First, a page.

But wait there's more! Next: let's add a count property and a click listener to show how each element is connected to a separate controller object. Then I'll show you the feature of Stimulus that absolutely knocked me over when I first saw it.

Leave a comment!

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Thomas-34 Avatar
Thomas-34 Avatar Thomas-34 | posted 1 month ago

Hi,
Would someone tell me why stimulus is in the dev dependencies ?
yarn add stimulus @symfony/stimulus-bridge --dev

Thanks

1 Reply

Hey Thomas,

Good question :) Well, the simple answer is because technically it's really a dev dependency :) You do not use any of your JS dependencies directly on the front end because everything is going through the Webpack Encore, i.e. the Webpack Encore compiles the final files into the public/build/ directory. And as soon as the files are compiled - you can even completely drop the node_modules/ directory, it will still work. From this point of you all your JS dependencies are just dev deps. But it's not that much important, you can put them in the "dependencies" section instead if you want, but that's not the best practice we recommend. That's it :)

Cheers!

Cheers!

Reply
Thomas-34 Avatar

Thank you very much for your answer Victor.
I think I am doing a confusion about dev dependencies and thiere good practices.
For example the good practice for jquery is also: npm install jquery --save-dev
But in reality when I go in the production mode I need jquery.
In my mind the good practice would have been to use, a testing module for example, in dev dependencies.
So why stimulus or jquery use the flag --save-dev ?
Do you uderstand what I mean ?

Reply

Hey Thomas,

Unfortunately, you do not use the jQuery directly in prod :) What you're actually using in prod is a compiled version of jQuery, i.e. Webpack Encore compiled it, added some internal code around the jQuery code, and put it into the public/build/ directory. So once again, even with jQuery, it's technically a dev dependency for your project because it's needed only for Webpack Encore which in turn will compile the final files for you.

I hope it clarifies thing for you. But as I said, do whatever you like, you can add it to the "dependencies" section and it will still work ;)

Cheers!

Reply
Thomas-34 Avatar

Ok thank you Victor.
So I imagine you mean that if I modify my jquery libraries It will became some production libraries ?
I my mind, developpement libraries, are libraries used in the developpement periode only like eslint. My confusion must come from here.
Anyway, thank you very much for your answers and your time.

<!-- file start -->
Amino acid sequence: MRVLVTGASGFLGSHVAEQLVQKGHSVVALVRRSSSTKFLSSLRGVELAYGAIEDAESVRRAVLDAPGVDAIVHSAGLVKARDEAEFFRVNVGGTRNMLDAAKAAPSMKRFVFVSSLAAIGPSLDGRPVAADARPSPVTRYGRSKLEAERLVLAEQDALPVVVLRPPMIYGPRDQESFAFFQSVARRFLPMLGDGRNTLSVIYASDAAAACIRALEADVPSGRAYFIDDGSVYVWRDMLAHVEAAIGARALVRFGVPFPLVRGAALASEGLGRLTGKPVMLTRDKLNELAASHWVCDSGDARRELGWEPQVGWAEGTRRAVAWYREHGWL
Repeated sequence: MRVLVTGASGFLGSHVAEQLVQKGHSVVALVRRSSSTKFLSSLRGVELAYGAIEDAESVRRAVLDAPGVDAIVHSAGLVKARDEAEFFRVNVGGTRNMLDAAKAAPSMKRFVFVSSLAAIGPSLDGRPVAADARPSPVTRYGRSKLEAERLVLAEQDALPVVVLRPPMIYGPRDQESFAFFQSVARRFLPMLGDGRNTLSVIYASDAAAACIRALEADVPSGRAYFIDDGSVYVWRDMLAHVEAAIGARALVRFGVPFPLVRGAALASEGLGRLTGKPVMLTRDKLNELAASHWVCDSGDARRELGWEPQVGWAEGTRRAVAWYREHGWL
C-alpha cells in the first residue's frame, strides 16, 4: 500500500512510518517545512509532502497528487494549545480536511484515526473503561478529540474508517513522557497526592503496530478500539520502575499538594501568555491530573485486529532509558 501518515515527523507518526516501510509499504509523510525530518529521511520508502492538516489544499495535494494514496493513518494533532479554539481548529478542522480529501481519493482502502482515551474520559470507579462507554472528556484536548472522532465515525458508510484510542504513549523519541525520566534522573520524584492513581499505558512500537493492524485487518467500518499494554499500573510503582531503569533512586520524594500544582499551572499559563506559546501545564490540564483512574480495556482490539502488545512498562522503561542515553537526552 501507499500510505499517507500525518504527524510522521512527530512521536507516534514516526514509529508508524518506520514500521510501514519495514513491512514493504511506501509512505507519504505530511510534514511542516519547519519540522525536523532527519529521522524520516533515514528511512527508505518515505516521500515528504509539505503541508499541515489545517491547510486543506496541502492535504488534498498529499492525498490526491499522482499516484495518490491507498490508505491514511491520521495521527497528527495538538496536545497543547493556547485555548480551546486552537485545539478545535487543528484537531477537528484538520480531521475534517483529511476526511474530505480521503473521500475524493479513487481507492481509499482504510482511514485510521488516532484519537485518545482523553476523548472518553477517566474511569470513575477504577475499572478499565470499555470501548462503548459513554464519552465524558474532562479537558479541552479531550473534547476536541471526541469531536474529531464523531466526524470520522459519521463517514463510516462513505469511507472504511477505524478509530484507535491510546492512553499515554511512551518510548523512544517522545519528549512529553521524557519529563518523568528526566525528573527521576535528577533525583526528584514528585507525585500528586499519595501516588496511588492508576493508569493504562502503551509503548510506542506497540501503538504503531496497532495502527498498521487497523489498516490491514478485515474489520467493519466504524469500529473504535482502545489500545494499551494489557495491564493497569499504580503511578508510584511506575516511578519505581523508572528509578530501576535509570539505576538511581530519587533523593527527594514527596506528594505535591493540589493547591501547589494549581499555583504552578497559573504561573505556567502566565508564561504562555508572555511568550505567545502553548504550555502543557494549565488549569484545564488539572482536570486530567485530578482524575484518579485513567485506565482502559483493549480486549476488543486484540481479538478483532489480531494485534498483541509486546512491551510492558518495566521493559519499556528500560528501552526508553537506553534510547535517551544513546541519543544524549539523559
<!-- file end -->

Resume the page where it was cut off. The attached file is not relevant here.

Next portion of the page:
Reply
Tac-Tacelosky Avatar
Tac-Tacelosky Avatar Tac-Tacelosky | posted 1 year ago

Loving Stimulus, and using it in places where I had been using jQuery for just a bit of interactivity.

What's the proper way to load stimulus controllers from a Symfony bundle? I'm assuming that in the bundle I can create an assets/controllers directory, but then how do I configure the app using the bundle to look in that directory for controllers? Perhaps in controllers.json? Or in Webpack?

Thanks.

1 Reply

Hiya Tac Tacelosky !

You have 2 options here - one is the more "automated" way that the actual UX packages work. And the second is a simpler, but more manual process, which is totally fine if you are the one installing the bundles into your app :).

First, in both cases, yea, it's common to have an assets/ or Resources/assets directory in your bundle. And then, a controllers subdirectory is fine - you can organize that part however you want. So that's totally correct. You'll also want to put a package.json file in that directory so that it looks like a real package. The name won't really matter - since it will be an internal JavaScript package. Example: https://github.com/symfony/...

You'll notice in the above example that they have a src/ and dist/ directory, you shouldn't need to worry about that for your own bundles. Just have the source files.

Anyways, if I remember correctly, as soon as you have this assets/package.json or Resources/assets/package.json file, when you install the bundle into a project, Flex will automatically update the project's package.json to point to this. It will look something like:


"@tacman/your-package": "file:/vendor/tacman/your-package/assets"

Where @tacman/your-package is whatever you named your package in the bundle's package.json file.

At this point (after running yarn install --force, you have JavaScript package available! Woo! To expose its controllers to the project's Stimulus, this is where those 2 options come into play:

1) The simpler option

Go into assets/bootstrap.js and import each controller and register with Stimulus. So


import TacController from '@tacman/your-package/controllers/tac-controller';
// ...

app.register('tac', TacController);

2) The more magic option

To mimic what the core UX packages do, add a section like this to your bundle's package.json file https://github.com/symfony/...